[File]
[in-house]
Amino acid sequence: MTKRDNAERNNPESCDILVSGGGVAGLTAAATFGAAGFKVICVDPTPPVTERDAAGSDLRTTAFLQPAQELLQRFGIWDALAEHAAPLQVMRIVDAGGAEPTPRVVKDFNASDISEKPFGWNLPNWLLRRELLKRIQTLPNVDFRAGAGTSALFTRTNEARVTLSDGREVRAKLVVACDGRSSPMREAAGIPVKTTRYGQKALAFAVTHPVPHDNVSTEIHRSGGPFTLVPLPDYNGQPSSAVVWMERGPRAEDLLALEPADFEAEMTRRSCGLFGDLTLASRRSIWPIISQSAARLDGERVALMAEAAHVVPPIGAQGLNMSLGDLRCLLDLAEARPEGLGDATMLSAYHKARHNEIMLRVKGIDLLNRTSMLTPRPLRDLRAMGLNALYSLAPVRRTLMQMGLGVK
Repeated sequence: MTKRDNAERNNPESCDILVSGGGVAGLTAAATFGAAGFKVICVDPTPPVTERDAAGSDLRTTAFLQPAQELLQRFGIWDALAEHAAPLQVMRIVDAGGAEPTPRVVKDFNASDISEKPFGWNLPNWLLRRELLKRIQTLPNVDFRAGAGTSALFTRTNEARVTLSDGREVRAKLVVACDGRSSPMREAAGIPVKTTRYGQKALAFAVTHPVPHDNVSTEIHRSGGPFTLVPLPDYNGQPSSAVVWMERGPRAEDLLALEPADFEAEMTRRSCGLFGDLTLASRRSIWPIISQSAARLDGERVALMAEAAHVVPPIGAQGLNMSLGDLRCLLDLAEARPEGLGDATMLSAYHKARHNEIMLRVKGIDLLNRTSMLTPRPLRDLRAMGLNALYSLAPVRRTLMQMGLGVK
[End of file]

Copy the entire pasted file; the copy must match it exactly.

[in-house]
Amino acid sequence: MTKRDNAERNNPESCDILVSGGGVAGLTAAATFGAAGFKVICVDPTPPVTERDAAGSDLRTTAFLQPAQELLQRFGIWDALAEHAAPLQVMRIVDAGGAEPTPRVVKDFNASDISEKPFGWNLPNWLLRRELLKRIQTLPNVDFRAGAGTSALFTRTNEARVTLSDGREVRAKLVVACDGRSSPMREAAGIPVKTTRYGQKALAFAVTHPVPHDNVSTEIHRSGGPFTLVPLPDYNGQPSSAVVWMERGPRAEDLLALEPADFEAEMTRRSCGLFGDLTLASRRSIWPIISQSAARLDGERVALMAEAAHVVPPIGAQGLNMSLGDLRCLLDLAEARPEGLGDATMLSAYHKARHNEIMLRVKGIDLLNRTSMLTPRPLRDLRAMGLNALYSLAPVRRTLMQMGLGVK
Repeated sequence: MTKRDNAERNNPESCDILVSGGGVAGLTAAATFGAAGFKVICVDPTPPVTERDAAGSDLRTTAFLQPAQELLQRFGIWDALAEHAAPLQVMRIVDAGGAEPTPRVVKDFNASDISEKPFGWNLPNWLLRRELLKRIQTLPNVDFRAGAGTSALFTRTNEARVTLSDGREVRAKLVVACDGRSSPMREAAGIPVKTTRYGQKALAFAVTHPVPHDNVSTEIHRSGGPFTLVPLPDYNGQPSSAVVWMERGPRAEDLLALEPADFEAEMTRRSCGLFGDLTLASRRSIWPIISQSAARLDGERVALMAEAAHVVPPIGAQGLNMSLGDLRCLLDLAEARPEGLGDATMLSAYHKARHNEIMLRVKGIDLLNRTSMLTPRPLRDLRAMGLNALYSLAPVRRTLMQMGLGVK